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Reading Glenn Greenwald is bad for my health. Here he is on the American government’s ongoing campaign to terrorize anyone associated with WikiLeaks:

Jacob Appelbaum was first identified as a WikiLeaks volunteer in the middle of 2010. Almost immediately thereafter, he was subjected to serious harassment and intimidation when, while re-entering the U.S. from a foreign trip, he was detained and interrogated for hours by Homeland Security agents, and had his laptop and cellphones seized — all without a warrant. He was told he’d be subjected to the same treatment every time he tried to re-enter the country.

….Anyone connected to WikiLeaks — even American citizens — are now routinely detained at the airport and have their property seized, their laptops and cellphones taken and searched and retained without a shred of judicial oversight or due process.

I don’t always agree with Glenn. He’s simply more hardcore on civil liberties than I am and — in my opinion — too unwilling to concede some of the legitimate messiness of trying to deal with modern threats. But anyone who doesn’t read him anyway is simply not facing up to the loathesomeness of what our national security state has become. The kind of harassment Appelbaum has received is hardly new, but it’s become far more common and far more punitive over the past two decades. Barack Obama should be ashamed of himself for not doing more to hit the reset button on this stuff.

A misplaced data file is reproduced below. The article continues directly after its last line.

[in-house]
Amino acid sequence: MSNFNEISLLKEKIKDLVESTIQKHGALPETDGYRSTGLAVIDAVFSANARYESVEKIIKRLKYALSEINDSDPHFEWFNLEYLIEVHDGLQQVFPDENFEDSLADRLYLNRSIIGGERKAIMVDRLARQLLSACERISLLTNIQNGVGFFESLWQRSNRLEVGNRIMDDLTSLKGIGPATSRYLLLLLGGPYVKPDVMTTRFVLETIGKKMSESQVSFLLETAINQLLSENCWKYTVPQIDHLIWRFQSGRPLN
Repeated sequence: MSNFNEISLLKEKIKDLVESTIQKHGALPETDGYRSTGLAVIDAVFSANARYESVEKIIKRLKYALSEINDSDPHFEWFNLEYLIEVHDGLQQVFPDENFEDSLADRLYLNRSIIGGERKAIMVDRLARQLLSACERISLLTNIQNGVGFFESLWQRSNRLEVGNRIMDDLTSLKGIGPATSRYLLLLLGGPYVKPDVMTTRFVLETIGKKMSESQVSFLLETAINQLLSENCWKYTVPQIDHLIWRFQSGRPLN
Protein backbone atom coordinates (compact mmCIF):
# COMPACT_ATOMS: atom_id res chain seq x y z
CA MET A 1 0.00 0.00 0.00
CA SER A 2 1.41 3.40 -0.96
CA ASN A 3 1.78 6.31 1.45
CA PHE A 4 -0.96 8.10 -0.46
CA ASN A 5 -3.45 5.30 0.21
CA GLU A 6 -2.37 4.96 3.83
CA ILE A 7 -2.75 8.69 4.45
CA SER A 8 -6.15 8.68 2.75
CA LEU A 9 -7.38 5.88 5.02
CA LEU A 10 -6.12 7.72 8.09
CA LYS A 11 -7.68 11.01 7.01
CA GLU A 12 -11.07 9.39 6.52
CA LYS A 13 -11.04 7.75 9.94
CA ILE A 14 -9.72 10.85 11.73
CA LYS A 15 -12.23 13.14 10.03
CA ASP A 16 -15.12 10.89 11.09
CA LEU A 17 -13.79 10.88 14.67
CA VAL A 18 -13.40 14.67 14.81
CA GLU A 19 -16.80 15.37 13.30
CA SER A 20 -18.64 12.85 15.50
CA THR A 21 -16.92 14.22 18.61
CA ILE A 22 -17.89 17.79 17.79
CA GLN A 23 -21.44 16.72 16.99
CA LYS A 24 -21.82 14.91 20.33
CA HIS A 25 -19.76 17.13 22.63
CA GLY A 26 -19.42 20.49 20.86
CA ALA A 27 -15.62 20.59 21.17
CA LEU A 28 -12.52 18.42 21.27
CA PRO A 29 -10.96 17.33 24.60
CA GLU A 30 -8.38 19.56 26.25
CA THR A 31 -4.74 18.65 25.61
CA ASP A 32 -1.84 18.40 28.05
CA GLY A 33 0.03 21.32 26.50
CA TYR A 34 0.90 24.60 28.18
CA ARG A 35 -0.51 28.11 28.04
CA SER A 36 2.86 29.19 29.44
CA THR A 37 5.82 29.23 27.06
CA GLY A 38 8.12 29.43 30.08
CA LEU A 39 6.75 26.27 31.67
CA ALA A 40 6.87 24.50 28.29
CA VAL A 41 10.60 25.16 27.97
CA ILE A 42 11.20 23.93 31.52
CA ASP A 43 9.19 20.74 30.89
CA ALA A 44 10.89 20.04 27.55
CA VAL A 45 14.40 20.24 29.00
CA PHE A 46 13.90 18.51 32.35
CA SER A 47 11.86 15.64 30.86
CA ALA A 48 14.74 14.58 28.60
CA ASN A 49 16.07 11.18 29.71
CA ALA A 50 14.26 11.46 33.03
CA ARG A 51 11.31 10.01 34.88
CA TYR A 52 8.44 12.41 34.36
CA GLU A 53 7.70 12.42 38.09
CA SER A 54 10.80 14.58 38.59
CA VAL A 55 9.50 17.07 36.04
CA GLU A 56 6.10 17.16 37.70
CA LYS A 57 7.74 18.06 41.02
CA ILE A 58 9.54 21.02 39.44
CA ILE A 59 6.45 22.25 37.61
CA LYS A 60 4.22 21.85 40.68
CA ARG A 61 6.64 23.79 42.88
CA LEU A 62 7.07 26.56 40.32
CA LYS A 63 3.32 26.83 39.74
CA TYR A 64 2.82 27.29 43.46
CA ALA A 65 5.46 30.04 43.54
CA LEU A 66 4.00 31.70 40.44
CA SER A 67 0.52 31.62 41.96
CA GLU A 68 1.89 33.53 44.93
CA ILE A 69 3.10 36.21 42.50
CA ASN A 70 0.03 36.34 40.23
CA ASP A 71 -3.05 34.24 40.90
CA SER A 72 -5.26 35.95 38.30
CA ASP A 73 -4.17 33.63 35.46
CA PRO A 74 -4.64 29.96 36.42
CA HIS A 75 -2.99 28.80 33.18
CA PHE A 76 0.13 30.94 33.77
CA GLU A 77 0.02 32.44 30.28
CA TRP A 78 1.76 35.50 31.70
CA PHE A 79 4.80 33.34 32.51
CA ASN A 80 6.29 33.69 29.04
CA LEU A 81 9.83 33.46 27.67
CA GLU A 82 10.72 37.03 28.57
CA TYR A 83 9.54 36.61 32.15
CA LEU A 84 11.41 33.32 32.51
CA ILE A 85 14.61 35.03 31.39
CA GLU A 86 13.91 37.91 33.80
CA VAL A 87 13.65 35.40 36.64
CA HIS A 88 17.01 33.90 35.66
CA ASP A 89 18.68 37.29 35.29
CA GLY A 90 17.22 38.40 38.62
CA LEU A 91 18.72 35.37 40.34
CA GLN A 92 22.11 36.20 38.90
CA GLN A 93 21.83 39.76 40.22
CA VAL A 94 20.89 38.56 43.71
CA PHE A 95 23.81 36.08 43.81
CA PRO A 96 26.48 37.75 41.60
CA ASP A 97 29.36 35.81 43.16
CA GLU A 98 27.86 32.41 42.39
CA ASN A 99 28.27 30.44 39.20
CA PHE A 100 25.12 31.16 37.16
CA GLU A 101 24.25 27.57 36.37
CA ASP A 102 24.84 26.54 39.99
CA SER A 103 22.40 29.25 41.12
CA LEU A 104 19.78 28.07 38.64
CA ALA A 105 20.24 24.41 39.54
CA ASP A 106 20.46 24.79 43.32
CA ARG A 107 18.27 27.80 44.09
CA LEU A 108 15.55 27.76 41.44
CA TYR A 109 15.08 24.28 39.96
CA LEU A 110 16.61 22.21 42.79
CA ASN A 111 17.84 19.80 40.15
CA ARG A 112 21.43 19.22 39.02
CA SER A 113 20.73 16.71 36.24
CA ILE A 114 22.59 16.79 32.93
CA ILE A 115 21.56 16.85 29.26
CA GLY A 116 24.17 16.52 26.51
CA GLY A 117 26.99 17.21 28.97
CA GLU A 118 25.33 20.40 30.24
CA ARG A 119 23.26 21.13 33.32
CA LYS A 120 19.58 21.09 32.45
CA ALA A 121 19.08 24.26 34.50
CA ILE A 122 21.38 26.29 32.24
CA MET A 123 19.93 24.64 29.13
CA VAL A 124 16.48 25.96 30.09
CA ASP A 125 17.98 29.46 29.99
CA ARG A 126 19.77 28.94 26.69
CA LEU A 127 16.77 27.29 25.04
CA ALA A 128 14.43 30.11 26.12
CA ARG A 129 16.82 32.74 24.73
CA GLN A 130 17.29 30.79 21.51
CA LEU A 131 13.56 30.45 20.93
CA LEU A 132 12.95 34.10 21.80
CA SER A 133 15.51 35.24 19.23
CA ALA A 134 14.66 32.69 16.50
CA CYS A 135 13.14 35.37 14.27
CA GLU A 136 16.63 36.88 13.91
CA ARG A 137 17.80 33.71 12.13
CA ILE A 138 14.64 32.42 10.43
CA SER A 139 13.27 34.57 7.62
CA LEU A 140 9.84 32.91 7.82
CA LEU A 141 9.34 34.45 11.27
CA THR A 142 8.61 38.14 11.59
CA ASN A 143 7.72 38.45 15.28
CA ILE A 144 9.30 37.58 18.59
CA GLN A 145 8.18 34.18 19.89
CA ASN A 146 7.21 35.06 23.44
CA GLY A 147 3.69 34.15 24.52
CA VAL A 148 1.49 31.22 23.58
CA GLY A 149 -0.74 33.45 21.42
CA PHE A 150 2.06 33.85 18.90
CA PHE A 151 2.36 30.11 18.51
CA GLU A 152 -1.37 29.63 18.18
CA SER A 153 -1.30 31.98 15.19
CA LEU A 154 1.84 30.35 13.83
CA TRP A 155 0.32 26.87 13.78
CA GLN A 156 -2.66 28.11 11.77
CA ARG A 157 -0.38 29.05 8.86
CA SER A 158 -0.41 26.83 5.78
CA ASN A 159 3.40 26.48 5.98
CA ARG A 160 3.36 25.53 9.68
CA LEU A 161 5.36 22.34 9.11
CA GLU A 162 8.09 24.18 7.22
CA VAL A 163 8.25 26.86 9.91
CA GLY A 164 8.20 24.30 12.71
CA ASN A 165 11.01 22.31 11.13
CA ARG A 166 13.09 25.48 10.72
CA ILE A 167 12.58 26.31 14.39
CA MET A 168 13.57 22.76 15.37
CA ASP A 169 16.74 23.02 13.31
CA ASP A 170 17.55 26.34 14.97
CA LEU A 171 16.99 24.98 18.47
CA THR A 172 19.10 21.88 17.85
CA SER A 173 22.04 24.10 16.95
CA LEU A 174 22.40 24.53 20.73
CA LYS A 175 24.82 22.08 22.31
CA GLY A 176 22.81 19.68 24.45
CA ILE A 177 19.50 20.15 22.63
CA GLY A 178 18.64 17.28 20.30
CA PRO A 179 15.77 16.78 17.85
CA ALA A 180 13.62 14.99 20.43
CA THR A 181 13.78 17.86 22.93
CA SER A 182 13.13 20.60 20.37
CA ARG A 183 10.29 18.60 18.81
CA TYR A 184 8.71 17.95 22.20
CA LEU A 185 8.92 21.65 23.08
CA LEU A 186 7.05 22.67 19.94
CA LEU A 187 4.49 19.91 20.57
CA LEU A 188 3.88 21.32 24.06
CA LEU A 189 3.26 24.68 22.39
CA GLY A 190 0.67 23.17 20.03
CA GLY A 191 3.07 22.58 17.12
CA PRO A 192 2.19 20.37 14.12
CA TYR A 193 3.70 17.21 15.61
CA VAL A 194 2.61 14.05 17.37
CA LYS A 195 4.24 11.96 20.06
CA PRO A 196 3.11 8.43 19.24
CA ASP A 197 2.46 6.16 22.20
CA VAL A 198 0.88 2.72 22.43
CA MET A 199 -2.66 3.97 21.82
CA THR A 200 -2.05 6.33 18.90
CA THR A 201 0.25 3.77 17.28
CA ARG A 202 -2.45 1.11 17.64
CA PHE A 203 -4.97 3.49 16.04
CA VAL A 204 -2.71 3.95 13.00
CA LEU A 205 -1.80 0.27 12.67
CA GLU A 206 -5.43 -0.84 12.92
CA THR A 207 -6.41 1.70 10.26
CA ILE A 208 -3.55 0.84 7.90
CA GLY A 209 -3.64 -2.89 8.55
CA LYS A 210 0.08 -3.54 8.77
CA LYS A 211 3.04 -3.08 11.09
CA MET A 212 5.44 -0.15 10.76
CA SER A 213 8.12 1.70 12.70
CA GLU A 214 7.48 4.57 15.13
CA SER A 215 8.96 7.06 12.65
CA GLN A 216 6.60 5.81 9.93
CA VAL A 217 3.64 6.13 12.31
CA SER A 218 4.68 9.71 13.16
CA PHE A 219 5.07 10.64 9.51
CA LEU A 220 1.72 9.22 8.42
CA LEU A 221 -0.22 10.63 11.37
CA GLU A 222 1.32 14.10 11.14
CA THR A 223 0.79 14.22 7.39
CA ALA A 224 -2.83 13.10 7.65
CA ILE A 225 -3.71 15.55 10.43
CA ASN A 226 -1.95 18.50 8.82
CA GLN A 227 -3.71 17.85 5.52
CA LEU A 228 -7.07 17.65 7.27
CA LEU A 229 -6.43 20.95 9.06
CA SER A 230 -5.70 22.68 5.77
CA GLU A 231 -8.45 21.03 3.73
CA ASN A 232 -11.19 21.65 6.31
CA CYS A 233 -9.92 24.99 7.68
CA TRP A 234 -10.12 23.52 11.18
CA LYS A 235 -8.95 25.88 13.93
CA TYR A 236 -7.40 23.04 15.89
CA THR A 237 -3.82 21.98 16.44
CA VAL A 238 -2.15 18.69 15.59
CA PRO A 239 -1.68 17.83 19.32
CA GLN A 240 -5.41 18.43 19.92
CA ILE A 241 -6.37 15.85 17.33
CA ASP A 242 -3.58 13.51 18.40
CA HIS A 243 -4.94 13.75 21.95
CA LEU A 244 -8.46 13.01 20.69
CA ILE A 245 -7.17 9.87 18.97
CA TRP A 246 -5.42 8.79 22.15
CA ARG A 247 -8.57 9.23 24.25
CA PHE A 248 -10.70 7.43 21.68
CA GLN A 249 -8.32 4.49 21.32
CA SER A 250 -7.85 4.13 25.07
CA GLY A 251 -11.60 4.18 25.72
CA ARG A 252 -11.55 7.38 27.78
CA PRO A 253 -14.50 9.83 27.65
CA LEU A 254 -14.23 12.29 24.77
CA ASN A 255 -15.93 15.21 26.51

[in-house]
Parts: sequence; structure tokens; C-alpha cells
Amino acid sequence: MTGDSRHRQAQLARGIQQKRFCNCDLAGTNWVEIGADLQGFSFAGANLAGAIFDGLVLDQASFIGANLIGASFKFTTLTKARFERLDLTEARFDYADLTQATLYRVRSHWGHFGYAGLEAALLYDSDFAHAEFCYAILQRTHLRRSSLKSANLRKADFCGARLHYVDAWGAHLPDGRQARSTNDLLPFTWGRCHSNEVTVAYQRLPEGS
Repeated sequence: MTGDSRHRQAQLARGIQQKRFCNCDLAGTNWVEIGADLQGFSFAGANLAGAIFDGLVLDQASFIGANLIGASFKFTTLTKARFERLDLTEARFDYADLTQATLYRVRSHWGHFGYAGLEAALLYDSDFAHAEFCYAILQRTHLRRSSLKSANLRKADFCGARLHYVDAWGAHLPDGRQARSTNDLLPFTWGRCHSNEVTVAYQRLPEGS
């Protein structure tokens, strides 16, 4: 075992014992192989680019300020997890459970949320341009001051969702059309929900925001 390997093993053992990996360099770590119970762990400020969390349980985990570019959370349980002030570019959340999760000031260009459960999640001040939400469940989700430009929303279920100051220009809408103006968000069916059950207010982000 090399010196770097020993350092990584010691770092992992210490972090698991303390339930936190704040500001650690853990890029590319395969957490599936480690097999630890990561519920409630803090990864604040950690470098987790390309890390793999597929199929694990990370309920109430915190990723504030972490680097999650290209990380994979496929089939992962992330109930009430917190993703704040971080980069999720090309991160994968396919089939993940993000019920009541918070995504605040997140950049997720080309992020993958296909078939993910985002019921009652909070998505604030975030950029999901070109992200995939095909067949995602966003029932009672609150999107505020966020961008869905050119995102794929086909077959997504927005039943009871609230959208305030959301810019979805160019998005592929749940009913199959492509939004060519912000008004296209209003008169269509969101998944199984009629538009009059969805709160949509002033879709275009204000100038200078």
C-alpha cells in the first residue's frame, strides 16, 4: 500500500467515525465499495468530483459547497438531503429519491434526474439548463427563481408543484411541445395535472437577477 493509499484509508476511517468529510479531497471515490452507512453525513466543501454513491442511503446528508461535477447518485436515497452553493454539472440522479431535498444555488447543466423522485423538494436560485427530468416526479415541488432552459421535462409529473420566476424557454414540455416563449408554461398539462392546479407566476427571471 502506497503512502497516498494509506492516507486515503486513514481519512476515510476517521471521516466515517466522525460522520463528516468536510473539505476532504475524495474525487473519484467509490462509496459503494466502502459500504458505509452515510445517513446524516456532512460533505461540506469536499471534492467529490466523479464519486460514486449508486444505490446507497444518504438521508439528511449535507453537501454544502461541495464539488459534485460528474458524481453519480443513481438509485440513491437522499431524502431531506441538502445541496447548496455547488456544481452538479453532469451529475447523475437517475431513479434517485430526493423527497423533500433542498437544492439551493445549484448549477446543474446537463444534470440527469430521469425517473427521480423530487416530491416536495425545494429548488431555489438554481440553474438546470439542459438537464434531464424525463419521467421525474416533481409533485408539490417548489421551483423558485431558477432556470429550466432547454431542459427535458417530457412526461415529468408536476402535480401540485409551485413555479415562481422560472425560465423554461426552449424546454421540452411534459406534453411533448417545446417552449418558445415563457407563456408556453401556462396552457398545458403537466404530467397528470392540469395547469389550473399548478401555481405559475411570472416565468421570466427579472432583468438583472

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We didn't know what to expect when we told you we needed to raise $400,000 before our fiscal year closed on June 30, and we're thrilled to report that our incredible community of readers contributed some $415,000 to help us keep charging as hard as we can during this crazy year.

You just sent an incredible message: that quality journalism doesn't have to answer to advertisers, billionaires, or hedge funds; that newsrooms can eke out an existence thanks primarily to the generosity of its readers. That's so powerful. Especially during what's been called a "media extinction event" when those looking to make a profit from the news pull back, the Mother Jones community steps in.

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